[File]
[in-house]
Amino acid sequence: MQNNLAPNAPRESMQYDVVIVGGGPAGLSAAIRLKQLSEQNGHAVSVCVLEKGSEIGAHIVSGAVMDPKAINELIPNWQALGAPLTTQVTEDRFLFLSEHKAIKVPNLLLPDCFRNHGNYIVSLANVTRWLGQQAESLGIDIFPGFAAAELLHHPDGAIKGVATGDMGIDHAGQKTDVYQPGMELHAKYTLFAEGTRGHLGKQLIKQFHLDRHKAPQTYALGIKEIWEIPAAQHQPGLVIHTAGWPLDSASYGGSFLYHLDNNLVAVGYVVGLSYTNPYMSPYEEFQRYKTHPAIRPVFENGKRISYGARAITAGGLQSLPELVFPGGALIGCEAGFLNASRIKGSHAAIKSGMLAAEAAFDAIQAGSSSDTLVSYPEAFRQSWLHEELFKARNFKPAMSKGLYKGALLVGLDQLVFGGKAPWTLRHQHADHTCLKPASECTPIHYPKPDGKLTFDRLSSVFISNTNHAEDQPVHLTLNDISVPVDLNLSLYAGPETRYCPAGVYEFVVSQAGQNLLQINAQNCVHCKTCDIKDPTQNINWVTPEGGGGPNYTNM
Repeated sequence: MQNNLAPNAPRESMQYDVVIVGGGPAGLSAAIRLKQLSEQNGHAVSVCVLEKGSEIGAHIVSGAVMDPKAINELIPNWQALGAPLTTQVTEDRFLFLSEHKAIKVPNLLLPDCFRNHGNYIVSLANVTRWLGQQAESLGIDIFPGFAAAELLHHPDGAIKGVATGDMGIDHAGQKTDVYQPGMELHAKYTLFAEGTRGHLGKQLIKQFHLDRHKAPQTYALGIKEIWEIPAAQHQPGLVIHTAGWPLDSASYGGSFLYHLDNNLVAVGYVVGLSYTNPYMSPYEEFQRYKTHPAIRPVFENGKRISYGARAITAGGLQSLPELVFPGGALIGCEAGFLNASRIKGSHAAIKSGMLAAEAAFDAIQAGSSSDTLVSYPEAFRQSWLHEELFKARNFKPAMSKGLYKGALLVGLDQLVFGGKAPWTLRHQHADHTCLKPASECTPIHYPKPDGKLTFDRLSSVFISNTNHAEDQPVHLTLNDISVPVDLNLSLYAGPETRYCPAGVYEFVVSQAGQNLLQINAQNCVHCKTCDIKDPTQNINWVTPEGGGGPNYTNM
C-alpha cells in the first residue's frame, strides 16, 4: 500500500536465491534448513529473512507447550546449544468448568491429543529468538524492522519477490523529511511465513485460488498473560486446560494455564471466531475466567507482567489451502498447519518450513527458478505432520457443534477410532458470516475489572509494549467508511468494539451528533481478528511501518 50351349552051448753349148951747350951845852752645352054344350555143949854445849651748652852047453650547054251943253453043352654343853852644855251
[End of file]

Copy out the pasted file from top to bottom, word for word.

[in-house]
Amino acid sequence: MQNNLAPNAPRESMQYDVVIVGGGPAGLSAAIRLKQLSEQNGHAVSVCVLEKGSEIGAHIVSGAVMDPKAINELIPNWQALGAPLTTQVTEDRFLFLSEHKAIKVPNLLLPDCFRNHGNYIVSLANVTRWLGQQAESLGIDIFPGFAAAELLHHPDGAIKGVATGDMGIDHAGQKTDVYQPGMELHAKYTLFAEGTRGHLGKQLIKQFHLDRHKAPQTYALGIKEIWEIPAAQHQPGLVIHTAGWPLDSASYGGSFLYHLDNNLVAVGYVVGLSYTNPYMSPYEEFQRYKTHPAIRPVFENGKRISYGARAITAGGLQSLPELVFPGGALIGCEAGFLNASRIKGSHAAIKSGMLAAEAAFDAIQAGSSSDTLVSYPEAFRQSWLHEELFKARNFKPAMSKGLYKGALLVGLDQLVFGGKAPWTLRHQHADHTCLKPASECTPIHYPKPDGKLTFDRLSSVFISNTNHAEDQPVHLTLNDISVPVDLNLSLYAGPETRYCPAGVYEFVVSQAGQNLLQINAQNCVHCKTCDIKDPTQNINWVTPEGGGGPNYTNM
Repeated sequence: MQNNLAPNAPRESMQYDVVIVGGGPAGLSAAIRLKQLSEQNGHAVSVCVLEKGSEIGAHIVSGAVMDPKAINELIPNWQALGAPLTTQVTEDRFLFLSEHKAIKVPNLLLPDCFRNHGNYIVSLANVTRWLGQQAESLGIDIFPGFAAAELLHHPDGAIKGVATGDMGIDHAGQKTDVYQPGMELHAKYTLFAEGTRGHLGKQLIKQFHLDRHKAPQTYALGIKEIWEIPAAQHQPGLVIHTAGWPLDSASYGGSFLYHLDNNLVAVGYVVGLSYTNPYMSPYEEFQRYKTHPAIRPVFENGKRISYGARAITAGGLQSLPELVFPGGALIGCEAGFLNASRIKGSHAAIKSGMLAAEAAFDAIQAGSSSDTLVSYPEAFRQSWLHEELFKARNFKPAMSKGLYKGALLVGLDQLVFGGKAPWTLRHQHADHTCLKPASECTPIHYPKPDGKLTFDRLSSVFISNTNHAEDQPVHLTLNDISVPVDLNLSLYAGPETRYCPAGVYEFVVSQAGQNLLQINAQNCVHCKTCDIKDPTQNINWVTPEGGGGPNYTNM
C-alpha cells in the first residue's frame, strides 16, 4: 500500500536465491534448513529473512507447550546449544468448568491429543529468538524492522519477490523529511511465513485460488498473560486446560494455564471466531475466567507482567489451502498447519518450513527458478505432520457443534477410532458470516475489572509494549467508511468494539451528533481478528511501518 50351349552051448753349148951747350951845852752645352054344350555143949854445849651748652852047453650547054251943253453043352654343853852644855251